It is also important to note that the MET values described by the participants compare favorably to other popular forms of exercise. For example, walking at 3.0 miles per hour is considered to be moderate-intensity activity, but at 3.3 METs, which falls at the low end of the range of 3 to 6 METs. Participation in a Zumba Gold exercise class elicits a moderate-intensity metabolic response of 4.3 METs (Dalleck et al., 2015). In addition, each 50-minute Aerial Yoga class yielded a mean energy expenditure of 320 kcal, which falls within industry recommendations for daily energy expenditure. For the sake of comparison, Zumba Gold classes burn approximately 200 kcal (Dalleck et al., 2015).

The chronic cardiovascular and metabolic response to Aerial Yoga training for all measured cardiometabolic risk factors before and after the intervention are presented in Table 3. At the conclusion of the six-week Aerial Yoga program, there were significant (p < 0.05) improvements in the following cardiometabolic risk factors: weight, body-fat percentage, waist circumference, VO2max, systolic blood pressure and HDL cholesterol (highlighted in Table 3). No significant changes were seen in the other risk factors.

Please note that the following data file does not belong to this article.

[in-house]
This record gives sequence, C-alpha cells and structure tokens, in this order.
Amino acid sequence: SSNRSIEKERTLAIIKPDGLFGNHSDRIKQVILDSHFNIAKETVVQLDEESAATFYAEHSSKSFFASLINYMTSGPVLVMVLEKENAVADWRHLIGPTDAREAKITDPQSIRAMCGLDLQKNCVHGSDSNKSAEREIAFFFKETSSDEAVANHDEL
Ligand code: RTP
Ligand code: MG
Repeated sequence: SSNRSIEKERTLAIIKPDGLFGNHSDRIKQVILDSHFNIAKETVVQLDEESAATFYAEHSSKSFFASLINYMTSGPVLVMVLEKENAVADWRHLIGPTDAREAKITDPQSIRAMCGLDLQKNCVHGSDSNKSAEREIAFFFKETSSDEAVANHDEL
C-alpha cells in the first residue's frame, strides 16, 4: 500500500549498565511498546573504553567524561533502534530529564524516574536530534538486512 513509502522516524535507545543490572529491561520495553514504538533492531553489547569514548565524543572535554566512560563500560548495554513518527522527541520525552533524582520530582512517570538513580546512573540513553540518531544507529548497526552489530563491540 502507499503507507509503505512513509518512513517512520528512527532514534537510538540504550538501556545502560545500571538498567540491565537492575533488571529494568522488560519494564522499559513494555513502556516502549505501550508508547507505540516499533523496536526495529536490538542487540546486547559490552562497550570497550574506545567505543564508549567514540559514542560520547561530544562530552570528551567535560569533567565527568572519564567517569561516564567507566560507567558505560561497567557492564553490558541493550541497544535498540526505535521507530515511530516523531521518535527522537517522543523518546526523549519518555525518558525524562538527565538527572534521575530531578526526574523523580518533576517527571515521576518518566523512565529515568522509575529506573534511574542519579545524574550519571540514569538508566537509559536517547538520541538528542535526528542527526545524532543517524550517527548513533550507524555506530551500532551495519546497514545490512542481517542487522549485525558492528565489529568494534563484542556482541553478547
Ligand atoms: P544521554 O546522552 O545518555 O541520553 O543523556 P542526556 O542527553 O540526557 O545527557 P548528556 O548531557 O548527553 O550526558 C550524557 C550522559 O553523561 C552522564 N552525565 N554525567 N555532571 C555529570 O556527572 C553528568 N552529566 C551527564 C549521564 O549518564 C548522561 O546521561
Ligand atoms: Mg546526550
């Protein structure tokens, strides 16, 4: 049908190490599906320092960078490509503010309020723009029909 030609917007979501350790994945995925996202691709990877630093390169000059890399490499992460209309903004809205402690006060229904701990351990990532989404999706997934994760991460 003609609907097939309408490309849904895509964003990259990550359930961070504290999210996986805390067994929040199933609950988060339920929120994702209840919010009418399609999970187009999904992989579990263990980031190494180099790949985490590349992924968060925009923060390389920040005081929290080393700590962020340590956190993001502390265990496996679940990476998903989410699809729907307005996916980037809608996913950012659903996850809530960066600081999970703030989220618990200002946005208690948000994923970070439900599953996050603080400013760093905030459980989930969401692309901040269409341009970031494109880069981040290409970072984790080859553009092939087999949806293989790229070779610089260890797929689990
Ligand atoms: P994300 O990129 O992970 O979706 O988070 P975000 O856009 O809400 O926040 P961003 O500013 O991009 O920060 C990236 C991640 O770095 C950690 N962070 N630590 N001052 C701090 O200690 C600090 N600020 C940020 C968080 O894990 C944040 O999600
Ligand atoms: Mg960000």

The improvement in VO2max seen in this study (10.9 percent increase) is comparable to other aerobic-based training studies. Asikaienen et al. (2002) reported an improvement in VO2max of 9.5 percent among participants in a 24-week walking study, while Church and colleagues (2007) found an increase of 8.2 percent after six months of moderate-intensity walking or cycling.

The 10.9 percent increase in VO2max measured in this Aerial Yoga study represents an important clinical finding, as the literature suggests that a 15 percent reduction in mortality is seen with a 10 percent improvement in VO2max (Dunn et al., 1999; Blair et al., 1995).